The ancient place where history began

The ancient place where history began
People pass The Statue of Ebih-II, superintendent of the ancient city-state of Mari in eastern Syria, during the historical exposition "History Begins in Mesopotamia" on November 3, 2016 at the Louvre-Lens Museum in Lens.

The idea of Mesopotamia has intoxicated the West for centuries. Alastair Sooke takes a look at a civilisation where much of modern culture took form.

"Everybody has heard of the Hanging Gardens of Babylon, the Tower of Babel, Nebuchadnezzar, and the Flood," says Ariane Thomas, a curator in the Middle Eastern antiquities department of the Louvre.

"So, you see, Mesopotamia is much more familiar than people think."

We are standing at the threshold of History Begins in Mesopotamia, a new exhibition of almost 500 objects at the Louvre's outpost in the northern French town of Lens.

Spanning 3,000 years of Mesopotamian history (an area that roughly corresponds with modern-day Iraq), it begins with the invention of writing, in the late 4th millennium BC, and ends in 331BC, with Alexander the Great's conquest of Babylon.

There are many fascinating historical artefacts as well as magnificent works of art, such as an alabaster statue, from around 2250BC, of a seated official, wearing an elaborate fleece skirt, with a beard, shaved head, and stunning blue inlaid eyes of lapis lazuli.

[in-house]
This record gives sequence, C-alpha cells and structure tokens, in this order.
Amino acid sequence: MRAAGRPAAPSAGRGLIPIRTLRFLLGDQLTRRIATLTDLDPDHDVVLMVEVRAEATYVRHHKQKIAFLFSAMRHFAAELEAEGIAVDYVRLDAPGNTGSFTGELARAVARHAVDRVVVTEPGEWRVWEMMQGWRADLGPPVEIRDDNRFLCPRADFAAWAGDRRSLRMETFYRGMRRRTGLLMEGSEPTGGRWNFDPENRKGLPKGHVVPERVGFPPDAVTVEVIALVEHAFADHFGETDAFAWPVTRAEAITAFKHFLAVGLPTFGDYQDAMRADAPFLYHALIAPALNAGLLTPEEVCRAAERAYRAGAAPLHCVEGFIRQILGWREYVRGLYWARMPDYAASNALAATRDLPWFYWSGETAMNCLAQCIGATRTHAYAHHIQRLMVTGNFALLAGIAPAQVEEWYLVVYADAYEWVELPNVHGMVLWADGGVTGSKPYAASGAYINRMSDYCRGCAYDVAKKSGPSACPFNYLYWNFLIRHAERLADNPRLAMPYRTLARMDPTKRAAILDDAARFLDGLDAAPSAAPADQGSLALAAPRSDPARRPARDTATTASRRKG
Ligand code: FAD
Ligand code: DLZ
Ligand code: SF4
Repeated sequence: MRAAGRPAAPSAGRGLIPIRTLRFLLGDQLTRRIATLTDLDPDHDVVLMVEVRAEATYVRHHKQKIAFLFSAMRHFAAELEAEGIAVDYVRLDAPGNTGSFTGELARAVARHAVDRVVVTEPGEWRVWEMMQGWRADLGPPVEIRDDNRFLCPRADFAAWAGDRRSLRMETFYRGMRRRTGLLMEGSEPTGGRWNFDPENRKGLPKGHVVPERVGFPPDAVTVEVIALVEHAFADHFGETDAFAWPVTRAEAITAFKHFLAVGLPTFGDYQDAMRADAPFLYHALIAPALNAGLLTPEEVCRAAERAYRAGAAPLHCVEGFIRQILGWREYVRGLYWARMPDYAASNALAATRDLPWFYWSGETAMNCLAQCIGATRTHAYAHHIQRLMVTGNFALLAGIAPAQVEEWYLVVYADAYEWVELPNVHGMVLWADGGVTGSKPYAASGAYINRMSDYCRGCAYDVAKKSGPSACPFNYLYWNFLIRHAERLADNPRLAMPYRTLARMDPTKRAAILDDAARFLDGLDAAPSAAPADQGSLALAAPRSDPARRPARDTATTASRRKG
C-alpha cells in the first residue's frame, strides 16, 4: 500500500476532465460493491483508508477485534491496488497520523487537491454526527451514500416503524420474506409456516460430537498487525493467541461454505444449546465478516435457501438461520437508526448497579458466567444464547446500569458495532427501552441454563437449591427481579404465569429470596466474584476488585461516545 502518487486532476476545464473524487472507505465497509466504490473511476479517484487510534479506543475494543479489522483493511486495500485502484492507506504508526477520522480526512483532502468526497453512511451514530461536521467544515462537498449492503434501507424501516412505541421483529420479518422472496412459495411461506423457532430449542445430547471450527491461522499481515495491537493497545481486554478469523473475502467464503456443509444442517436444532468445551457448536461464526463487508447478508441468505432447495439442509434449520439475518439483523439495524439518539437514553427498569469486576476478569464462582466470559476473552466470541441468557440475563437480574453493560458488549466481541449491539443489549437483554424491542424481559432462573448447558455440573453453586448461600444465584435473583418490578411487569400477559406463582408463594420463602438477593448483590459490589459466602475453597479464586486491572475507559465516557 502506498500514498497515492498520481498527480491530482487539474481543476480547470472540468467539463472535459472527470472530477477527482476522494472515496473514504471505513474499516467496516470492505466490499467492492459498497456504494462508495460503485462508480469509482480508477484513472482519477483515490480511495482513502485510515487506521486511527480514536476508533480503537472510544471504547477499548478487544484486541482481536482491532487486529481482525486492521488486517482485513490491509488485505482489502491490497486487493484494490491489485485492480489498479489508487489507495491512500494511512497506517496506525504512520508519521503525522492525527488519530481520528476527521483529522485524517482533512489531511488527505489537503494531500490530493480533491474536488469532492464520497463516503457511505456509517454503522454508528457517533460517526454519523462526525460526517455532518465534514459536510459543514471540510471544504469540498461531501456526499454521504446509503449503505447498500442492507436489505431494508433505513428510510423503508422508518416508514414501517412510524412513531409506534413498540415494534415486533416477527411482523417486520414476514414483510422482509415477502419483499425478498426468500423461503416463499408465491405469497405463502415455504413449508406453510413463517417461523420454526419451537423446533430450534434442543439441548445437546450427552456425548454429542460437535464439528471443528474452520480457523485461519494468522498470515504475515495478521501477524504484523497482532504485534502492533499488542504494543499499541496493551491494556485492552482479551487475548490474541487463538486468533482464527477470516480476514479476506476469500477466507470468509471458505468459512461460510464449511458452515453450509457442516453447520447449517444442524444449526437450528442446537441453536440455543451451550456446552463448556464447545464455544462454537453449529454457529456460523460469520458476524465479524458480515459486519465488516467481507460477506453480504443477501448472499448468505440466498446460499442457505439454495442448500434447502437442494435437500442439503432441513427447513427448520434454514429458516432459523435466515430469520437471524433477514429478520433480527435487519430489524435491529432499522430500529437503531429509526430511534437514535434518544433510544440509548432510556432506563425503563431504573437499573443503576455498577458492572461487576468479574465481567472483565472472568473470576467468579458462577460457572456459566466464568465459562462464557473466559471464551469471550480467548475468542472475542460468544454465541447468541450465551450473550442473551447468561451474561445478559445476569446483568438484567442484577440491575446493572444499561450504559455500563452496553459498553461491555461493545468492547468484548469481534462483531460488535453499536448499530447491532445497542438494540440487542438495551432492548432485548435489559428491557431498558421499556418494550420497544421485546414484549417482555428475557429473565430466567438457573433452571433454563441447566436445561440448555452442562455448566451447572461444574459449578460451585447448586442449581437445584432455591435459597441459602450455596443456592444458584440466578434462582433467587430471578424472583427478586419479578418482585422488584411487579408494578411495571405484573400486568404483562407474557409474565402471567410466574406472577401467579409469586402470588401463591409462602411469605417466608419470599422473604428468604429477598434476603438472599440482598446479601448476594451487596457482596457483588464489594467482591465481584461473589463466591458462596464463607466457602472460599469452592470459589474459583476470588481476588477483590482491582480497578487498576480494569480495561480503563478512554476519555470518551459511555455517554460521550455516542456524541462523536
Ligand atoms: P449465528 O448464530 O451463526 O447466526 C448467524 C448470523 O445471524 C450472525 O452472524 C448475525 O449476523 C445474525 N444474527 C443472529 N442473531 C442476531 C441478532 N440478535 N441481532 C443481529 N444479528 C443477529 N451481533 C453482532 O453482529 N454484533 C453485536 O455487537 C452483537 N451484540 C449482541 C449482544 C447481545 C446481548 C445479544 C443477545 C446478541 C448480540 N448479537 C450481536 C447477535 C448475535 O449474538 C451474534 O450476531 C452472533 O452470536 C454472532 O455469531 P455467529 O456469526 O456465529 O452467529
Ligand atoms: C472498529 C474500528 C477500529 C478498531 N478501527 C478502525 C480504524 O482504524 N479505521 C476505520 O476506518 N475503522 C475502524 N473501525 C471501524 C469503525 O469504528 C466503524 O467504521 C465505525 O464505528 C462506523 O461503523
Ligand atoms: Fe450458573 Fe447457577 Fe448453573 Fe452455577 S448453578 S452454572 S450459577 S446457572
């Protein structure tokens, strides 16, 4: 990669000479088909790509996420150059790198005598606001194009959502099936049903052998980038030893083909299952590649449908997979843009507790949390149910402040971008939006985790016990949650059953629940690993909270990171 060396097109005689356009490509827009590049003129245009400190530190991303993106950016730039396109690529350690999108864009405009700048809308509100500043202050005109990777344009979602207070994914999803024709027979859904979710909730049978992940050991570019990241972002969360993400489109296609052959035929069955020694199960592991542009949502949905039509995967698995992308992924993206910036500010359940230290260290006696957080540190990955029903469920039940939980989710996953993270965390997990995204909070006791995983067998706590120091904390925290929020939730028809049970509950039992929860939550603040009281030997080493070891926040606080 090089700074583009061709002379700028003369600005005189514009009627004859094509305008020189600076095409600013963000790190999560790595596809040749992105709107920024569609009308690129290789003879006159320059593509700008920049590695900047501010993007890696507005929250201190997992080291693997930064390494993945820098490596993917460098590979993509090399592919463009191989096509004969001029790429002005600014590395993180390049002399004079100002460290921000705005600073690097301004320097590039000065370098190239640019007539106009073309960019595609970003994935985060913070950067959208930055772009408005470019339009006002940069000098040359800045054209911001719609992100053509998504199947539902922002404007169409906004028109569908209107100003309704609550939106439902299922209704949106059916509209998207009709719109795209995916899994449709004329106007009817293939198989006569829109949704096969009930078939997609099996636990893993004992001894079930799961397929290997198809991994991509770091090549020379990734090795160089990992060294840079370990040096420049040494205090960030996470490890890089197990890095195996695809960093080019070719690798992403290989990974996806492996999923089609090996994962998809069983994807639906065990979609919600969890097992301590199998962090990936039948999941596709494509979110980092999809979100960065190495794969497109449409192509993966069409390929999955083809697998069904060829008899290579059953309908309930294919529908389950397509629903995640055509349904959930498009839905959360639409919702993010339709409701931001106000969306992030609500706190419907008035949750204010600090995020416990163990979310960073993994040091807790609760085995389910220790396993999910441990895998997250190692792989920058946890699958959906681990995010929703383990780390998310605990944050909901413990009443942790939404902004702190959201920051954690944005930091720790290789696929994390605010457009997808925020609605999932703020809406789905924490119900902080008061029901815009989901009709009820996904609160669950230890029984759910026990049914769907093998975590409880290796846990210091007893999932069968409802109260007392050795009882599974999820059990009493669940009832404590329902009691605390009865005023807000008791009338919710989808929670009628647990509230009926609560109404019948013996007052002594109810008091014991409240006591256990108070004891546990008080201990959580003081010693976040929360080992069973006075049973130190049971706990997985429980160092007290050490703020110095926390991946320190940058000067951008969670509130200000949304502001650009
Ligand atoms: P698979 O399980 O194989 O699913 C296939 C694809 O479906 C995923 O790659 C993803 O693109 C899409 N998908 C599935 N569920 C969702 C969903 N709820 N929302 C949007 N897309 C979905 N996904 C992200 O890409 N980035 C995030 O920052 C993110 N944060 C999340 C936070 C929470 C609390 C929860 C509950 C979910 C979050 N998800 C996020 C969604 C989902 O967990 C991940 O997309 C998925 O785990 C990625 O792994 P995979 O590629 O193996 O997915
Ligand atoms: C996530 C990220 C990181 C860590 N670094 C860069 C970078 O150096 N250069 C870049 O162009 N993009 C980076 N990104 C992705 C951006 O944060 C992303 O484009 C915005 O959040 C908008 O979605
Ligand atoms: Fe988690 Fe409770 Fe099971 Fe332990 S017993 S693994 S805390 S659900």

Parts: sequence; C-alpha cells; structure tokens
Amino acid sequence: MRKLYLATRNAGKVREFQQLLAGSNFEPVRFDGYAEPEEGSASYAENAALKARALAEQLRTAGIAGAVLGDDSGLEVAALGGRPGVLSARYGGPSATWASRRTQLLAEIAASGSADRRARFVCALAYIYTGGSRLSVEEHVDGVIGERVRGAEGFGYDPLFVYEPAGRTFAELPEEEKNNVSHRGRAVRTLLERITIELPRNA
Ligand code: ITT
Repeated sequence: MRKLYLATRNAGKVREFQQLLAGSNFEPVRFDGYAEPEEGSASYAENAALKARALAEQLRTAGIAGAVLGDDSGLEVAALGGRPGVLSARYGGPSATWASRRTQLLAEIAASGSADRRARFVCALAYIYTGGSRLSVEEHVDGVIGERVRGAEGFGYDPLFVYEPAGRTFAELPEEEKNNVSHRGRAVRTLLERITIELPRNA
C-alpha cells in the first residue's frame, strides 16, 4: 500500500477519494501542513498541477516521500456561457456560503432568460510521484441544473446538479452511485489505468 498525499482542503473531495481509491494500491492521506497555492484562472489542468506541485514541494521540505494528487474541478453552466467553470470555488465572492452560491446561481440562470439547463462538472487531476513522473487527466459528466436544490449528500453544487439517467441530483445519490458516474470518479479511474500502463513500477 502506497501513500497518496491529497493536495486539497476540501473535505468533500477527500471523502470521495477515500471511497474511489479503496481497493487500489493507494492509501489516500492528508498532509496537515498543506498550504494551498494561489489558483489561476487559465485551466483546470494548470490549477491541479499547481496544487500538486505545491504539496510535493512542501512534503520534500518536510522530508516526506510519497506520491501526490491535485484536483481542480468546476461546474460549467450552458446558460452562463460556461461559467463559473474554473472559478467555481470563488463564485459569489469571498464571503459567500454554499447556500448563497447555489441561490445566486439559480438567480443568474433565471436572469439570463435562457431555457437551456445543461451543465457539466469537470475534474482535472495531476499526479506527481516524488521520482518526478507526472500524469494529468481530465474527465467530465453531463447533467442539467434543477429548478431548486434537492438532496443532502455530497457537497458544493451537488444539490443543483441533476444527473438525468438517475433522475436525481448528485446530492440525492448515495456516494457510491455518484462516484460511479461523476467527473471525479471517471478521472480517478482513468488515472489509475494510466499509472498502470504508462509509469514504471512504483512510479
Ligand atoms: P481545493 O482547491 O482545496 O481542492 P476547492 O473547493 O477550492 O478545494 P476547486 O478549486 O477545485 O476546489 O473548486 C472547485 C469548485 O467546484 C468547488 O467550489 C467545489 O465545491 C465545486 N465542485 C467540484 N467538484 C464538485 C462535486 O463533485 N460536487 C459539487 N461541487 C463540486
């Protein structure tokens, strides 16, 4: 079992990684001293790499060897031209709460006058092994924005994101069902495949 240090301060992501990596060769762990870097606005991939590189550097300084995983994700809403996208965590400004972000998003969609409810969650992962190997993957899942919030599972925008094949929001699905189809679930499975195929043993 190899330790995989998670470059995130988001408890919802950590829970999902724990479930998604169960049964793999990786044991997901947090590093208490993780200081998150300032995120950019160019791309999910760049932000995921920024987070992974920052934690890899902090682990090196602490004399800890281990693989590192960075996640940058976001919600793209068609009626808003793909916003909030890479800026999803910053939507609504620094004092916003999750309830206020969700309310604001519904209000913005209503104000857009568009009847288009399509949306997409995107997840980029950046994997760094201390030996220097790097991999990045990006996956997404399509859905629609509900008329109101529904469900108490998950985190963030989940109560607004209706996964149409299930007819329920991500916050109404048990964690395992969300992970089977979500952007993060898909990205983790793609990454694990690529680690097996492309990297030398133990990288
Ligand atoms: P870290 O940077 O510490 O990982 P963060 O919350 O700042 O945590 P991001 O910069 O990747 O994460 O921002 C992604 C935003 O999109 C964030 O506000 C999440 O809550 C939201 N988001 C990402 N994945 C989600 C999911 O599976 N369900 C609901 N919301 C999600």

The first gallery marks Mesopotamia's 'rediscovery' in the 19th Century, when archaeologists began excavating in the Middle East.

They were intent on discovering more about the late Assyrian and Babylonian empires of Mesopotamia, which, at that point, were chiefly remembered through references in the Bible and classical texts.

Not only did they locate the ancient Assyrian capital of Khorsabad, a few miles north-east of Mosul in northern Iraq, but they also discovered the forgotten civilisation of the Sumerians, who once dominated the south of the land.

Quickly, the idea of Mesopotamia intoxicated the West. "It captured the European imagination because people saw imperial powers expressed in the imagery, which they could relate to," explains Paul Collins of Oxford's Ashmolean Museum, whose new book, Mountains and Lowlands: Ancient Iran and Mesopotamia, was published last month.

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